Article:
The Czech Republic (CZ) has an historically strong system of vocational education andtraining (VET), which around 30% of first-year high school (HS) students enter each year. How many students should enter VET has often been debated. However, which students select into VET and how their composition has changed over time has been less examined.
This study maps these phenomena by measuring the social status linked to VET programs inthe Czech Republic since 2003. Based on previous literature, we define social status as the relative difference in PISA scores of first-year VET students compared to first year studentsat other types of high schools. The social status thus reflects which students chose VET, and is the sum of various factors that influenced their choice – the expected quality of education,employment prospects after graduation, and the perception and opinions of parents and primary school classmates. If the relative PISA scores of VET students decreased incomparison to those of students who entered other types of high schools from one PISA wave to another, we can interpret this as a decrease in the social status of VET students.
We use PISA data from 2003 to 2018. The PISA survey tested fifteen-year-old students intheir final months of primary school and early in their first year of HS. The data is representative for the different types of HS. For the international context, we subsequently expand the analysis to include 14 European countries that participated in the 2018 PISA survey and which include a VET program in their education system. In the international analysis, social status reflects not only the preferences of students but also the historical size of different types of HS, national educational policies, and state support of VET programs.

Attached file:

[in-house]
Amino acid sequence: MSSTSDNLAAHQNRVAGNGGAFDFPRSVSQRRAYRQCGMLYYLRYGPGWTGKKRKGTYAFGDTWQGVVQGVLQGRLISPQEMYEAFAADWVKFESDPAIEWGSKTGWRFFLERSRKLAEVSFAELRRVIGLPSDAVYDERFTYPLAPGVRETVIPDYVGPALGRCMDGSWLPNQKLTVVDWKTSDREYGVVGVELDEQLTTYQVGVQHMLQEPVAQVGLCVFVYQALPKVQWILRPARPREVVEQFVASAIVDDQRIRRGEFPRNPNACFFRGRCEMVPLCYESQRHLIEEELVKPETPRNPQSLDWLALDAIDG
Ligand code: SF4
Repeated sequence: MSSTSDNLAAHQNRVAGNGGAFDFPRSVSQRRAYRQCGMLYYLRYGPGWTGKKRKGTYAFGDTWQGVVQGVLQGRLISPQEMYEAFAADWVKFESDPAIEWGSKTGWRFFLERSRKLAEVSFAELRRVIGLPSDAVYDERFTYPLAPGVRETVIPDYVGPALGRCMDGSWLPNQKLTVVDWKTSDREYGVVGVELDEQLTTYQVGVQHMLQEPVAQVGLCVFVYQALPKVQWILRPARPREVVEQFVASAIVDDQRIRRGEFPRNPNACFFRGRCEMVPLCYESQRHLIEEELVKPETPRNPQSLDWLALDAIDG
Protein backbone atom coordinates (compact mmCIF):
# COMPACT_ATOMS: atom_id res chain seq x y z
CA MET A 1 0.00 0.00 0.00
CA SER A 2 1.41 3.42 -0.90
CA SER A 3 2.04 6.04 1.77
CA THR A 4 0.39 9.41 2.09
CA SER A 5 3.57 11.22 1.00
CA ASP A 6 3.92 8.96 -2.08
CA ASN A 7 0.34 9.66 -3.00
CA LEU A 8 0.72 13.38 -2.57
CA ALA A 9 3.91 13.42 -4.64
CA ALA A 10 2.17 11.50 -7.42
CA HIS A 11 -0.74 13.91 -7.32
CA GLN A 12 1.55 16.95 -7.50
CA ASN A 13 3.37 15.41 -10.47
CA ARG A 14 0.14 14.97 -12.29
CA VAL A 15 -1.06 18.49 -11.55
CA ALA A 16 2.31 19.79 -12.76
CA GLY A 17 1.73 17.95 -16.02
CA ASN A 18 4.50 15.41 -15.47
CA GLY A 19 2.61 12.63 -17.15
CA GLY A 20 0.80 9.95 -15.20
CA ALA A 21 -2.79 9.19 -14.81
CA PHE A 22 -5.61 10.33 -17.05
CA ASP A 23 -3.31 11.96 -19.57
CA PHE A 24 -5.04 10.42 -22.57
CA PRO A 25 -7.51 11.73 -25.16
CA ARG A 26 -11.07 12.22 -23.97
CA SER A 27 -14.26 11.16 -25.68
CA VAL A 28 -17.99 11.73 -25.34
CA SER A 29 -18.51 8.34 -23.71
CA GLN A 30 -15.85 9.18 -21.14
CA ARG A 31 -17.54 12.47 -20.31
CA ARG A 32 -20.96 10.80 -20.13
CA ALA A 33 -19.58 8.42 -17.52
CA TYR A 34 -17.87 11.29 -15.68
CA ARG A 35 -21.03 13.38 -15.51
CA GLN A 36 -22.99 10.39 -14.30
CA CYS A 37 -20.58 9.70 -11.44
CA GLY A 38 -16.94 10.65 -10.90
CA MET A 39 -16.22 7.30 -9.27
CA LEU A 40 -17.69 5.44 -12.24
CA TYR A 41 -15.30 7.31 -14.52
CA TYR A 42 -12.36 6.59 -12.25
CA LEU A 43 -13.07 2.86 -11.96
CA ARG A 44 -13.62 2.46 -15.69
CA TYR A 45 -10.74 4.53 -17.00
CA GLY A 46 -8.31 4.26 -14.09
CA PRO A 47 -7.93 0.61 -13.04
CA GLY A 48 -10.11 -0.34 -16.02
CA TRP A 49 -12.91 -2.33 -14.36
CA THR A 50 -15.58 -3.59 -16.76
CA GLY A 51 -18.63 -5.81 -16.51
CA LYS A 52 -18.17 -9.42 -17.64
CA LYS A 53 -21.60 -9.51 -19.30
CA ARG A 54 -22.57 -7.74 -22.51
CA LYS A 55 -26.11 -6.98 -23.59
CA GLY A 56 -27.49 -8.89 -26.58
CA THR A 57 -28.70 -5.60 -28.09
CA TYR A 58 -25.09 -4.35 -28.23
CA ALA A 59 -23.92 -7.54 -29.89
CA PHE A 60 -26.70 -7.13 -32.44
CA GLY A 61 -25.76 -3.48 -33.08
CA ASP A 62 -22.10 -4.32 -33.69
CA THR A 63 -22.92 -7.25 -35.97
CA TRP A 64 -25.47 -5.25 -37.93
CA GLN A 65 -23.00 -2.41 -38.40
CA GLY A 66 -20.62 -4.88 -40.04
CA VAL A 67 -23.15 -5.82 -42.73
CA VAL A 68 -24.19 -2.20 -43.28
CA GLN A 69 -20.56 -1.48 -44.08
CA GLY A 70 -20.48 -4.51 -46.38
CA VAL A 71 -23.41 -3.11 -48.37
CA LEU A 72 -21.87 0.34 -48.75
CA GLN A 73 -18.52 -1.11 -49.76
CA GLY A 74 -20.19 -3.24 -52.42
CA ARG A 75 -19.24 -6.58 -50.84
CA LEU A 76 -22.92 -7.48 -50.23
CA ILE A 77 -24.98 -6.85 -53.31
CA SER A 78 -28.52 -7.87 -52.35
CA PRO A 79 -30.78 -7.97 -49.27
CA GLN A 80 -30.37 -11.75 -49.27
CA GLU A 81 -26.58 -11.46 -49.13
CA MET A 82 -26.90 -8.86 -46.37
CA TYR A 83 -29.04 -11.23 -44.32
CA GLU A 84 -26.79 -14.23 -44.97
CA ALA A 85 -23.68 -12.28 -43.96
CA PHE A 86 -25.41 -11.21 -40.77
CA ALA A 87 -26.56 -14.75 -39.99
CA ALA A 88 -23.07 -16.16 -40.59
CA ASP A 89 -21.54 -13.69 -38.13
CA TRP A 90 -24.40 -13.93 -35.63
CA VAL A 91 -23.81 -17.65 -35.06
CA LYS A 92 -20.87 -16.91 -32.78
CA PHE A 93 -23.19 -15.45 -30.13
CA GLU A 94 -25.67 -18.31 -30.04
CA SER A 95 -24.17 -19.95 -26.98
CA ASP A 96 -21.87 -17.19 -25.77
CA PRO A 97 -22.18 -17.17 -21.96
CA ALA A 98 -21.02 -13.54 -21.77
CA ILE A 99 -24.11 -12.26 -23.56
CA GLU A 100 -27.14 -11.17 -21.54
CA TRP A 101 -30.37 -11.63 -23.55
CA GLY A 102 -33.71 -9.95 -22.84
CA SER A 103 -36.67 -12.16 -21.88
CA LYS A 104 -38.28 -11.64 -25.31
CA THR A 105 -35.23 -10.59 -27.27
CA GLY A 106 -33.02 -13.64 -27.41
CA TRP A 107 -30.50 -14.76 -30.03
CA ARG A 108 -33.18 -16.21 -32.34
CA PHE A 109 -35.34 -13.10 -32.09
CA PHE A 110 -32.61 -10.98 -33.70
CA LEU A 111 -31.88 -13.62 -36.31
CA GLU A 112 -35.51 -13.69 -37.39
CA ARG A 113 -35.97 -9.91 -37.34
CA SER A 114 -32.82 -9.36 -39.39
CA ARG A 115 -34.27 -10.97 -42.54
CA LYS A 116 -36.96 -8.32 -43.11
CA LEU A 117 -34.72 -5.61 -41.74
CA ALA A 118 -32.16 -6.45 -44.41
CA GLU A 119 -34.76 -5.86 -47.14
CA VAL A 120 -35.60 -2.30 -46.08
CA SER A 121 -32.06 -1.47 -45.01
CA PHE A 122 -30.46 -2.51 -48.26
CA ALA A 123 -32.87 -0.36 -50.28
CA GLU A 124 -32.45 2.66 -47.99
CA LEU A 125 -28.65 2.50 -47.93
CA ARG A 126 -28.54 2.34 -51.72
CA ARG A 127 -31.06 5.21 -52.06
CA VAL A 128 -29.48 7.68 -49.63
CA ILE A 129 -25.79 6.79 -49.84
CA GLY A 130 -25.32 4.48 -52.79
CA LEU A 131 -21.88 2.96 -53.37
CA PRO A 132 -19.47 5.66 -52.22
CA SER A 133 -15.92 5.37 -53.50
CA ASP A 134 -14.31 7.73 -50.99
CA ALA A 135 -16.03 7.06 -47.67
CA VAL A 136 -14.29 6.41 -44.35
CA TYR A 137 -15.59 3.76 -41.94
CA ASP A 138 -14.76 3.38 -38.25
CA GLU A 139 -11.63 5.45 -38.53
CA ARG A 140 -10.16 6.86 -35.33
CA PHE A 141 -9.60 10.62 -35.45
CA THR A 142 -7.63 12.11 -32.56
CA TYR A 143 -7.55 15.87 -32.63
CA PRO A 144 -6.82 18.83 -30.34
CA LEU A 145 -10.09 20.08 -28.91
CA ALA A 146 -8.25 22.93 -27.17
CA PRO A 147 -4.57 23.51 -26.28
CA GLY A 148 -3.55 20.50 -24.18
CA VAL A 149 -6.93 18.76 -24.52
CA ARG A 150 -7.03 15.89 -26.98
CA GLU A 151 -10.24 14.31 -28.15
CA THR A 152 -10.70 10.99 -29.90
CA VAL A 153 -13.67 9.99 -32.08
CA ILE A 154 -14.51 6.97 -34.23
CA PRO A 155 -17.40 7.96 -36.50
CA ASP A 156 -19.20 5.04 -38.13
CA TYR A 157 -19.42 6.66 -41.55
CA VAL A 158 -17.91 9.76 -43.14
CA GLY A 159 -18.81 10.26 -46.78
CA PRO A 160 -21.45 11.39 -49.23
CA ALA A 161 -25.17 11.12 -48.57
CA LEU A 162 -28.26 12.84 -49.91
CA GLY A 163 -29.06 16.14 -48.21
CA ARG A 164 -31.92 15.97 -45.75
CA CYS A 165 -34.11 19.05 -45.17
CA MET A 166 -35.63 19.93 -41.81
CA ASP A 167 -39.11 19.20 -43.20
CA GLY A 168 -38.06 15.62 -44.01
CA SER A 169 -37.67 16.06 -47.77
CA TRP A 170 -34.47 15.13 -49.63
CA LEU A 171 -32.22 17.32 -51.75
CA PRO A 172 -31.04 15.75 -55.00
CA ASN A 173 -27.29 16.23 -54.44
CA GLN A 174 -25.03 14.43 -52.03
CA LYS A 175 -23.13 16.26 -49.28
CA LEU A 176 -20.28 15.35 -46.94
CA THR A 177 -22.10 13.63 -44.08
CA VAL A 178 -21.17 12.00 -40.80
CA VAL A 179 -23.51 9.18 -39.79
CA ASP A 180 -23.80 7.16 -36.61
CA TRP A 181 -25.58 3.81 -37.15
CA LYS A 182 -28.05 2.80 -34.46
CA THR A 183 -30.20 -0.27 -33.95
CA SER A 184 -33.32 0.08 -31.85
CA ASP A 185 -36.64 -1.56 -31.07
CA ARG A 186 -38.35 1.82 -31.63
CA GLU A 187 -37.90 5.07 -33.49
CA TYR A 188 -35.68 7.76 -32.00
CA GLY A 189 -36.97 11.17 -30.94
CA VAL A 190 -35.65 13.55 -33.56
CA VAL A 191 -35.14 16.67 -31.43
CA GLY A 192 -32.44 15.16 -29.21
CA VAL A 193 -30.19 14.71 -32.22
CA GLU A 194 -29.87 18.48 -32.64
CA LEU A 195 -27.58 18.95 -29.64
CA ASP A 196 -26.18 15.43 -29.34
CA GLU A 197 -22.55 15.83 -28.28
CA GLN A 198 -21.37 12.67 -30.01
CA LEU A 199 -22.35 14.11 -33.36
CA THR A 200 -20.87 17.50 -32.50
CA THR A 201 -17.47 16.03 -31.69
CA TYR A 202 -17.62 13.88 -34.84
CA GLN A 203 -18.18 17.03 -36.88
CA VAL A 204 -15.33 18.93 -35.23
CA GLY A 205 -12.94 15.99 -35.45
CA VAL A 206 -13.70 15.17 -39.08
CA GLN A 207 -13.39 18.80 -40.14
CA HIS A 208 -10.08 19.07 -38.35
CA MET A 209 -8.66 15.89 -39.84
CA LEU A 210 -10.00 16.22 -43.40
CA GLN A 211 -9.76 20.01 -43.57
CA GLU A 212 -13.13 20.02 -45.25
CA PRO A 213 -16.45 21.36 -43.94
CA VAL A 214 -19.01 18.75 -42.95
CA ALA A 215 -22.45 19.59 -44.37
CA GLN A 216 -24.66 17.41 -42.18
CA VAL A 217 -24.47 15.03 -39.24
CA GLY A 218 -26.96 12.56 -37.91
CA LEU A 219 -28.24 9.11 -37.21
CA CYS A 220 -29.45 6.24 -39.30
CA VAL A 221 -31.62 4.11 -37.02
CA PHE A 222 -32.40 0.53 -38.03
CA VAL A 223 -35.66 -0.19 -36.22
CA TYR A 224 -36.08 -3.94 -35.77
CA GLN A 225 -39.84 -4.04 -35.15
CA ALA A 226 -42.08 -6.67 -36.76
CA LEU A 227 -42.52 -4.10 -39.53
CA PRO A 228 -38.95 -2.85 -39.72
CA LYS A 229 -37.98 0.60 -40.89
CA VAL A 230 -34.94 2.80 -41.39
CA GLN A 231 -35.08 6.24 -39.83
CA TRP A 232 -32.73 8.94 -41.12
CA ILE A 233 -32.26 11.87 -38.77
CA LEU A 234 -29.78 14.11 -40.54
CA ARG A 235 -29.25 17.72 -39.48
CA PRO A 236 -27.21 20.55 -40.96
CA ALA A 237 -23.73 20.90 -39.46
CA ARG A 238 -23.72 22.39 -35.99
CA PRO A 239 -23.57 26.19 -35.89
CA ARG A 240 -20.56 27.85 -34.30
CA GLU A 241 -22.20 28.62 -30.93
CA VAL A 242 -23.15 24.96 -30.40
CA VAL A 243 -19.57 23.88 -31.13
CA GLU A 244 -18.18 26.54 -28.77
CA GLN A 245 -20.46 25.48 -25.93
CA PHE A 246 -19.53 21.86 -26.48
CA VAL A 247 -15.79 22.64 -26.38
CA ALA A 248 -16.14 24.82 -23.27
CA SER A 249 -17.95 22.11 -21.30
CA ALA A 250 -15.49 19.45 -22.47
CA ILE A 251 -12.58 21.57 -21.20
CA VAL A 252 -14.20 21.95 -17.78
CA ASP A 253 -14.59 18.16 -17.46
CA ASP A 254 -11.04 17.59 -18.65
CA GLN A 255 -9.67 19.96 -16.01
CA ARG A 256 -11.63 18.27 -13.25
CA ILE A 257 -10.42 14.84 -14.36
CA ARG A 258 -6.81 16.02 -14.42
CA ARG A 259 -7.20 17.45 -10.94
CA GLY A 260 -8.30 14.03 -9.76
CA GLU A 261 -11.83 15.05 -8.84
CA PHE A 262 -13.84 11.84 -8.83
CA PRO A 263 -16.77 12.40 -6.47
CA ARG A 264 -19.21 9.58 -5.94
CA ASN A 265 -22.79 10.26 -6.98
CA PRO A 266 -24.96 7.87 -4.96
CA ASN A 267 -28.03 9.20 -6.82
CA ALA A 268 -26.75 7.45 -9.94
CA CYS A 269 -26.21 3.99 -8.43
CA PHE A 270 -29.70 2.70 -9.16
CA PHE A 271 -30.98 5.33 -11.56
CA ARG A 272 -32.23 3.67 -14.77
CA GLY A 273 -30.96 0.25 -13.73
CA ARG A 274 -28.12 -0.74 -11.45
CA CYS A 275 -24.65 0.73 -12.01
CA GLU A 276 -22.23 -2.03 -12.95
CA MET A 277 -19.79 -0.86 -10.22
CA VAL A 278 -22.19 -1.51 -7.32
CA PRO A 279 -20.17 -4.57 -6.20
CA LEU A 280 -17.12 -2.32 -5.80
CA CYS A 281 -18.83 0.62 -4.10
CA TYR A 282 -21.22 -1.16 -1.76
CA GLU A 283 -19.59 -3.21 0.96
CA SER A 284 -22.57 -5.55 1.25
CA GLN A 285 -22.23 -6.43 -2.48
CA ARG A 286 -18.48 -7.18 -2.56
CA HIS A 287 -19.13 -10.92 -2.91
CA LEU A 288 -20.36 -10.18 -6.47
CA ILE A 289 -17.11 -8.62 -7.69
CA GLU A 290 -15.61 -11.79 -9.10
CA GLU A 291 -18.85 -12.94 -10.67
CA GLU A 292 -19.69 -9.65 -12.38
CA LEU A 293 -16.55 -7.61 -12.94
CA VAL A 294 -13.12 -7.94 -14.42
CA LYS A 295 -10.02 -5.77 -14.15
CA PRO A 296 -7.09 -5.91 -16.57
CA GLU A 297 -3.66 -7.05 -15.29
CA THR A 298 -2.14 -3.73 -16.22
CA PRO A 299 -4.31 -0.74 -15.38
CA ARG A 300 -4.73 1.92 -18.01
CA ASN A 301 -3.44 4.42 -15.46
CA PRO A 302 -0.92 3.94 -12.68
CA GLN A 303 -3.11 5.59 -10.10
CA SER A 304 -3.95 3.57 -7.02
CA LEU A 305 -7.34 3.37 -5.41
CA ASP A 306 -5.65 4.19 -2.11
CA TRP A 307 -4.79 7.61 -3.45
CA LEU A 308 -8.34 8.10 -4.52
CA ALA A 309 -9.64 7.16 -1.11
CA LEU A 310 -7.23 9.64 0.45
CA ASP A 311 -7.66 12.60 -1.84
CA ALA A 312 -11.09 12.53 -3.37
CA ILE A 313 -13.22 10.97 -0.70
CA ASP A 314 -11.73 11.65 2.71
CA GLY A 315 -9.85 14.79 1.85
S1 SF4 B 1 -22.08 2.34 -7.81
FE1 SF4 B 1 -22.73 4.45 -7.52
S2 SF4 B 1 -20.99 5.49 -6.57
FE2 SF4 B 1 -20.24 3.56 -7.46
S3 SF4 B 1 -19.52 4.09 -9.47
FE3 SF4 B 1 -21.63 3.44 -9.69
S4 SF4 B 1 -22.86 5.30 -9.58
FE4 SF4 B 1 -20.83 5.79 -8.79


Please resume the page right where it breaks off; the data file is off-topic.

The results show that the social status of VET programs in the CZ was significantly lowercompared to that of other types of HS. The average difference in PISA scores was 113 pointsacross 2003-2018. This represented the difference between the 50th (median) and the 15thpercentile of students in the CZ. From an international perspective, this roughly correspondsto the difference between Singapore (1st place) and Serbia (43rd place) in the 2018 PISAsurvey.
The social status did not increase over time, meaning that more students with relatively higher scores did not select into VET in more recent years of PISA testing. Outside ofa temporary drop in 2006, social status was stable, and was similar for all groupsof students, regardless of gender, size of the town where the school is located, or parents' education. This shows that VET was the least preferred option for all groups of students.
Our international analysis documents that in 2018, Czech VET programs ranked amongthe lowest in social status of European VET programs, along with Slovakia and Belgium.The social status of VET programs was highest in countries with strong dual education -Austria and Switzerland. On average, social status was slightly lower (by 3o points) incountries which also have a technical education programs in addition to general and VETeducation.
Our results confirm that the attractiveness of VET to Czech students is very low. The socialstatus linked to it was stable over time and did not respond significantly to the economiccycles of the past 15 years. This suggests that soft interventions such as informationcampaigns, scholarships, and other support schemes implemented at national and regionallevels have not been very effective in attracting better-performing students to VET education.This cannot be expected to change in the future. The goal of our study is not to argue for oragainst interventions aiming to increase the social status of VET, nor to consider what shareof students should study in VET programs. However, if the Czech Republic decides to worktowards higher social status for VET programs, international evidence suggests the followinginterventions would likely be effective: